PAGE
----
July 19 16 Jan. 25
11% i . %
11% 11% *11% 12% *11% 12%
420
11*4 11*4 *11*9 12*4 Missouri Kansas * T e x a s ___
100 133e July 27 2838 Jan. 16
19%
‘ i8% 19% *18% 19% *183 19% *18% 19%
*.834
18% 18%
Do
pref
4
3,4L4 16% July 26 60 Jan. 21
25% 26
25% 26
26
26% Missouri P aoiflc......................
26%
26% 26%
2578 2 o 7e 26
150
6% July 26 3 5 7sJ a n . 5
*13% 11
14% 14%
14% 14% *13
15
1-4*9 14%
13*8 13*8 Mobile & O hio..........................
*60% 7o
*60% 65
*60
65
83 55 Aug. 14 90 Apr. 18
*61
70
*60
65
60
62
102% 102% 102% 102% 102 102% 102% 102% 102% 103
1,846 92 July 26 111% Jan. 25
103 103
13%
9 70 July 18 20 Jan. 17
125
-13
*12
13
13
13
*12*9 13%
13% 13% *i2 % 13
100 45 July 26 78 Jan. 23
58
58
58 *
*54
58 *
58
. . 58 *......... 59
Do
1st pref.
18 July 26 41 Apr. 5
*z4
25% *22% 25
**2^ 25
*23
25% *23
*23
25*4
Do
25
2d pref.
7% July 20 26% Jan. 25
15% 16
14
15 *
4
15% 1558 14% 15
15% 13%
147s 15*4
>& West’i 10,805
150 15 July 26 58 Jan. 24
32% 32%
33% 333»
Do
pref.
16,952 16% July 31 52% Jan. 17
24
24% 23%
26
27%
25% 26%
24% 25
25
24% 26%
* .9 2 % 200 -192 199% 192*9 192*9 192*i 192*9 *190 195
220 192% Sept. 19 262% Jan. 18
193*4 195*4
8 Aug. 31 38 Jan. 24
9
10% 10%
2,500
’8
8%
8
10%
10
11%
*9
11
14% 14%
2,497 1» July 18 19% Jan. 20
14% 14%
14% 14 % 14% 1 4 * New York Ontario
Western
145g 14% 8 14% 14%
1|8 July 27 I 213s Jan. 23
I
2,190
14
14
13% 14
13% 13%
13% 13%
13=8 13=8 13*9 13*9
1
45
45
*43
44
405 a l Aug. 18 1 733a Jan. 23
45
45
44
44
44
44
Do
**5% 4o%
new pref.
9% Jan. 10
5% July 31
!oik &
16% July 19 39% Jan. 23
Do
pref.
18% Feb. 14
3% Aug 19
5,733
758 t 7 %
7%
7*2
7 78 7*8
7=8
7*9
7 7a 8
7 78
8*9
2,331 15% Aug. 16 503& Feb. 6
24
24
23*3 24%
23% 23%
23% 23%
21*9 2 3 7
fe
Do
23% 24
pref.
11 July 22 25 Feb. 1
" i7
19
*15
18
18
*15 ........ *15 ......... *15 ........ <
25 M ay 16 49 Jan. 25
i *25
*25
50
50 i *25
50 **25
50
*25
50
*25
50
5 32 Aug. 21 84% Jan. 23
~*3
47
*43
47
*43
45
45
47
*43
50
*40
50
7 Aug. 2 25 Jan. 16
50
*8% 10%
8%
-8% 10 Z *8*9 10%
8%
*8% 10%
*8*9 10
4 July 26 18% Jan. 21
307
8% £ 8*9
*o%
8*4
s* 4 :
9% = 8%
8*9
*8*9
9
*8*9
9
21,790 12 July 29 53% Jan. 25
lb% 18% 18% 18% 18% 1838 185a 19*9 18 78 19*8 19*8 1 9 V
956 11% Aug. 2 21% Jan. 24
15
*15
16
15% 15%
14% 14%
15
15
15% :
15*4 15%
25 40 July 27 62 Jan. 24
49 *<47
50
Do
*48% 52
.*48% 51
*48
51
49
*48
51
pref.
i% Aug. 10 112 Feb. 3
3,890
i338
.. * W
13*9
3%
3%
t3%
3% 3 13*4
3%
Ter*], tr. rects.
13*4
3*9
:3=s
3%
1,595 10 Aug. 24 43 Feb. 6
13
13
Do
*xb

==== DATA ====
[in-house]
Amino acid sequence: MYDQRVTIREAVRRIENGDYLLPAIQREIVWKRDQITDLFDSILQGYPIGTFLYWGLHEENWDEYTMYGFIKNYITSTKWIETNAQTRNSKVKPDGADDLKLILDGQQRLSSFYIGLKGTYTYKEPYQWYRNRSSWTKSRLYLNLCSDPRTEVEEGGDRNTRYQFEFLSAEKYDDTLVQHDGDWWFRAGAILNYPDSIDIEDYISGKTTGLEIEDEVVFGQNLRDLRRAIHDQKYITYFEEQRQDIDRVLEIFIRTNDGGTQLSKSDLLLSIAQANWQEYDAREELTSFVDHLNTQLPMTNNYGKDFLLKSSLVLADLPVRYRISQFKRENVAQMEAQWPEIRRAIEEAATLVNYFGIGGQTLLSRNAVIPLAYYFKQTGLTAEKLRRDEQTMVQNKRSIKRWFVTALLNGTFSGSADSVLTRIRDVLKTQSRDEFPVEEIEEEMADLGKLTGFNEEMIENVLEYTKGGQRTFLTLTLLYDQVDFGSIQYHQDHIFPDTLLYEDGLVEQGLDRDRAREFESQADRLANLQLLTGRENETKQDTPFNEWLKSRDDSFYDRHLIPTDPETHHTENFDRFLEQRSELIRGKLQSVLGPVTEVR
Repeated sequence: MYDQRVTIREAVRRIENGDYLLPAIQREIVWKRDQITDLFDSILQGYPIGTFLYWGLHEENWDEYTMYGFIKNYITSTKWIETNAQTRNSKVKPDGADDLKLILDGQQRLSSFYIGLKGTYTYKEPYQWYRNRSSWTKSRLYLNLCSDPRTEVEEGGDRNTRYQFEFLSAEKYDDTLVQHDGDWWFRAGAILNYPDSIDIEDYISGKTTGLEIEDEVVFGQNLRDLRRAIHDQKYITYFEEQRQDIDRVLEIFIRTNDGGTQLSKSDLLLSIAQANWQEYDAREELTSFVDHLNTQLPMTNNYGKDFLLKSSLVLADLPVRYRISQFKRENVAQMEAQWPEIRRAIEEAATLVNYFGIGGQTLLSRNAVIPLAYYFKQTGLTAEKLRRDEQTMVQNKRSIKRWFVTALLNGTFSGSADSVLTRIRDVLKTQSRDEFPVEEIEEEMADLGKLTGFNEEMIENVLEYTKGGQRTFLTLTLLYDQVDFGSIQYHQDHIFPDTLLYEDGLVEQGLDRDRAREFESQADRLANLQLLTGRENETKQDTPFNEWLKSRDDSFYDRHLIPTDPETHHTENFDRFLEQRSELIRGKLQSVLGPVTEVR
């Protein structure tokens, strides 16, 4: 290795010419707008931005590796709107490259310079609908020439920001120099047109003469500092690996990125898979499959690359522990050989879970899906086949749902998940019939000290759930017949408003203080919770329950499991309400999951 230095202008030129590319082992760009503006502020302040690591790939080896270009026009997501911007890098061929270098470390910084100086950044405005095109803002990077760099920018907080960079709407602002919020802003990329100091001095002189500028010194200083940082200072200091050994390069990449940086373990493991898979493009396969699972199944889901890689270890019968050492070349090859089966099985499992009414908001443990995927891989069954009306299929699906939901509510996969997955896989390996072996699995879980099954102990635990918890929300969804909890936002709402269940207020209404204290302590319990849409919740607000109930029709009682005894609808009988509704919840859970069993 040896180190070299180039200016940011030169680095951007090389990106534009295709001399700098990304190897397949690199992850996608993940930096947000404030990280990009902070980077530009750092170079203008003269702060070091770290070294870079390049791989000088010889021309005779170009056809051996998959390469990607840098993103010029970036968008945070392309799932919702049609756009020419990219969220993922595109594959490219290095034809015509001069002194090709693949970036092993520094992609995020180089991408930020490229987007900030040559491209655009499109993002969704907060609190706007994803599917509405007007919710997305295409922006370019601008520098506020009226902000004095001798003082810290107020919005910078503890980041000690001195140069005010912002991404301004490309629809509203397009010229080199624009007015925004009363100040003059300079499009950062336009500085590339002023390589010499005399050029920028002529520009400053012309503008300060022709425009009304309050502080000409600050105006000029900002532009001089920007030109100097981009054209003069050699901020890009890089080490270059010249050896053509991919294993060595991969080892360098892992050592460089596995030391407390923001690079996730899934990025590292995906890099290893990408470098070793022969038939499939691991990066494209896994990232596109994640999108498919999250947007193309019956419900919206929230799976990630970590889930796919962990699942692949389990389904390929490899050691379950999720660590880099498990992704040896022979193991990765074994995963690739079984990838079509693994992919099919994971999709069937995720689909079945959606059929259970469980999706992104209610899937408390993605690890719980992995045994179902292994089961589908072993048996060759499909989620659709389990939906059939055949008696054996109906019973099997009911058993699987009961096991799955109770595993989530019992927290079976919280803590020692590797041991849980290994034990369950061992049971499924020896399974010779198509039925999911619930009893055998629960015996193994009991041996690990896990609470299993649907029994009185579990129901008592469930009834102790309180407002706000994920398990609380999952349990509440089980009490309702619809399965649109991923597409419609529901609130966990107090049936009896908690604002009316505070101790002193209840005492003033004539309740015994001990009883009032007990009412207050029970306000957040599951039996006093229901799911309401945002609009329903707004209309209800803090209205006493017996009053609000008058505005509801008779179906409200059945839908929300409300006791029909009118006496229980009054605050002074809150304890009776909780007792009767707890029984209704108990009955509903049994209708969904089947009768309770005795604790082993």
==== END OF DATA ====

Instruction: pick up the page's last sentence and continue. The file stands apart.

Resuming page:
*17
19
pref., tr. rects.
18 8 17
17 -*4 6
18
17
17
16 Mar. 16 22 Jan. 25
....................
40 Sept. 6 62% Jan. 28
Do
pref.
7% Jan. 18
3% July 31
200
*4%
5%
iOUi8
*4%
5% L*4*9
*4%
5
5
5
*4%
5*9
.
5%
6 July 26 15 Jan. 18
450
9
9
Do
*9
*8%
*9
9 % ^ 9%
9%
*S7b 9
pref.
6%
9*4
1 0 0 ' 22 Aug. 19 47% Jan. 18
*26
27
26% 26% *25*9 27
*25
28 g
*25
27
*25
27
90 Aug. 24 108 Jan. 30
*95 luO
Do
95 100
•95 100 S-95 100
-9 5 100
*95 100
pref.
104% 104% -103 107 e
lu5% 105% *103 104% *103 107
” 124 95 July 27 116% Feb. 14
*105 108
l,t>4ifi 17% Sept. 15 35% Jan. 16
18% 18%
18% 19
18% 18%
IS
18*4 S
18% 13
18*4 18*4
4% July 28' 11 Jan. 19
7%
7 % 'Texas * P a cific.
1,179
-7
7
7%
7%
*7
7%
7
7%
9
*7*9
7 Aug. 9j 40% Jan. 31
*9
10 r
.
565
9%
9*a
9%
91.*9
9
30
10
9*9
9*3
22% Aug. 29 50 Jan. 17
*25
30 r
.
*22
*22
3u
*25
30
30
*25
3o
*25
30
67 fep t. l l j 85 Jan. 7
Do
•65
7*
*65
70% *65
70% *65
*65
"4 5
75
*65
7o
pref.
15% July 26 42% Jan. 27
21% 2 1 7h 213a 21%
21% 2 l
21*9 2 17., 21*9 21*4 217e 227s 1
5 July 26 18% Jan. 16
250
*6%
7 1 •
*6
7 1
7
7
7
6
6
-6
7
6*9
5% July 3 L 12% Feb. 9
2L5
*7%
8
7%
7% 1
*7
8
*7 %
7 %
8
7*4
7V
7*9
10 July 27 26% Feb. 7
Do
15% 15%
15%
15%
15% 16
16
p r e f.1 3,36l|
le v
1538 1578 15% 15%
4l0i 10 July 26 23% Jan. 17
ellng
lo>% 13% t 13
13% 13% \
13% *13% 13%
“ 13% 13%
13% *13
45%
Do
375 31 July 27 67% Jan. 17
*43
45% *43
45% 45% *43
45s
45% 45%
45
45
pief! |
4% Aug. 16 15% Jan. 23
750
7
7
6%
6%
-7
8
1
*6*4 7*4 '
1 ir ifa c e lia n e o u B S t o c k s .
24 July 26 51% Mar. 3
34% 34%
33%
34
34% f 33
317a d
33%
3-1% 35
33% 33%
50 July 26 84 Feb. 14
1 .0 9 0
Do
68
68%
pref
69
69
68%
0 8 7e
68% 69
68*9 6 i%
69*8
141,540 61% July 31 134% Feb. 6
Suga
86%
84% 88
86%
87*9 5
88
85'*% 8 7
86
8b % 86*a 87*e
1,781 66% July 31 10-1% Jan. 19
Do
p ref.
87
87
85
85*4 85*4[ 8 5 % 85%,
86%
86%
85*9 85% 8<>
1,120 43 Ju ly 31 121 Jan. 3
75
75
76
77 |
A
77% 7 8 %
74
74
76%
74%
74%
76 %
06 75 July 31 110% Jan. 3
92
9 !
Do
*90
*90
94
pref.
*90
9u%
92
*90
93
July 31 94% Jan. 21
8 5 , 2 7 2 ; 39
58
59% C
58% 59%
5 7 ^ 6 5 S 3.
5<>78 6 0 7e x 5 » 3 s 5 9 %
5 7 5e hi
170
S% Aug. 29 25% Feb. 7
10 C
11
10
8%
8%i *9
11
10
10 1 *9
*9
1*'
6901 17% Aug. 15 72 Feb. 14
25%
*21
23%
2 5 j '24*9 26 C
24
25
26
*24
26
65%
979 108 July 27 144 Jan. 20
‘ 129 130% 128 128
1 2 8 % 1 28% 129
129
127*9 128*9 128 128*9 C
43,2861 12 Ju ly 31 66% Jail. 3
23% 24% ’L
2 l 3 o 22
2 1 % 2 2 % 22% 21
21% 21*8 20% 21%
24.849; 30 Ju ly 29 114% Jau. 16
47
46% 47%
46% 43
45% 47%. G
48%
46%
47%
4 6 78 45%
5,973 17 Aug. 25 ||147 Feb. 10
26
25% N
26=f 125% 25% ♦24
:* 5 %
124
26*91 125*9 2 6 % J?6
100 122 Aug. 23 118% Jau. 20
pref.
;b*0
60 i
67
65
*J55
65
,'55
65
:5 5
65
1 ;5 5
33.608 18% July 27 52% Jan. 21
29
29%
29% 29%
25*9 2S78 5
28% 29%
28*4 28%| 2 3 % 29%
3,632 48 July 26 96 Jau. 20
Do
pref.
71
70*9 71
71
T***. 7u*i 70% 7 0 %
71% 71%
68«% 71%